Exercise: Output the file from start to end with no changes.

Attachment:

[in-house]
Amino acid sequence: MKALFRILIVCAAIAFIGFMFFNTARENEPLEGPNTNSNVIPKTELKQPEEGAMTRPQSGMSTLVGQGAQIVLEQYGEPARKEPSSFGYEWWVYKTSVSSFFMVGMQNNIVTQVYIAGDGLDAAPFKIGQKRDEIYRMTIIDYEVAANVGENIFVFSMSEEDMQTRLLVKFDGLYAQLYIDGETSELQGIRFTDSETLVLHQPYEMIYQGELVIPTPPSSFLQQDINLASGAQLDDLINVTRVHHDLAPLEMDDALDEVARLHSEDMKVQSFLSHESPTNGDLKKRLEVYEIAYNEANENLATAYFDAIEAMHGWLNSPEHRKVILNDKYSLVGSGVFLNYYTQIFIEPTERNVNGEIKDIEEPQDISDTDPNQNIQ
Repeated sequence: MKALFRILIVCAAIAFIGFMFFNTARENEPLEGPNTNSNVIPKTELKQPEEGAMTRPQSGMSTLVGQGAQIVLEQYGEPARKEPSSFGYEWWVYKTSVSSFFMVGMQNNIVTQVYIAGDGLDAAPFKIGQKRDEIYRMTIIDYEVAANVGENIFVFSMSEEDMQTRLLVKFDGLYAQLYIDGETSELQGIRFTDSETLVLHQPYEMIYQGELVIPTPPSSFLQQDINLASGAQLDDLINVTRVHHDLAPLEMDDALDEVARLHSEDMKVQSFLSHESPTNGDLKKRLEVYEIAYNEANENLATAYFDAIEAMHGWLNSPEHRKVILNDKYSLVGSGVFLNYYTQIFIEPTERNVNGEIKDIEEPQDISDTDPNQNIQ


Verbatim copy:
[in-house]
Amino acid sequence: MKALFRILIVCAAIAFIGFMFFNTARENEPLEGPNTNSNVIPKTELKQPEEGAMTRPQSGMSTLVGQGAQIVLEQYGEPARKEPSSFGYEWWVYKTSVSSFFMVGMQNNIVTQVYIAGDGLDAAPFKIGQKRDEIYRMTIIDYEVAANVGENIFVFSMSEEDMQTRLLVKFDGLYAQLYIDGETSELQGIRFTDSETLVLHQPYEMIYQGELVIPTPPSSFLQQDINLASGAQLDDLINVTRVHHDLAPLEMDDALDEVARLHSEDMKVQSFLSHESPTNGDLKKRLEVYEIAYNEANENLATAYFDAIEAMHGWLNSPEHRKVILNDKYSLVGSGVFLNYYTQIFIEPTERNVNGEIKDIEEPQDISDTDPNQNIQ
Repeated sequence: MKALFRILIVCAAIAFIGFMFFNTARENEPLEGPNTNSNVIPKTELKQPEEGAMTRPQSGMSTLVGQGAQIVLEQYGEPARKEPSSFGYEWWVYKTSVSSFFMVGMQNNIVTQVYIAGDGLDAAPFKIGQKRDEIYRMTIIDYEVAANVGENIFVFSMSEEDMQTRLLVKFDGLYAQLYIDGETSELQGIRFTDSETLVLHQPYEMIYQGELVIPTPPSSFLQQDINLASGAQLDDLINVTRVHHDLAPLEMDDALDEVARLHSEDMKVQSFLSHESPTNGDLKKRLEVYEIAYNEANENLATAYFDAIEAMHGWLNSPEHRKVILNDKYSLVGSGVFLNYYTQIFIEPTERNVNGEIKDIEEPQDISDTDPNQNIQ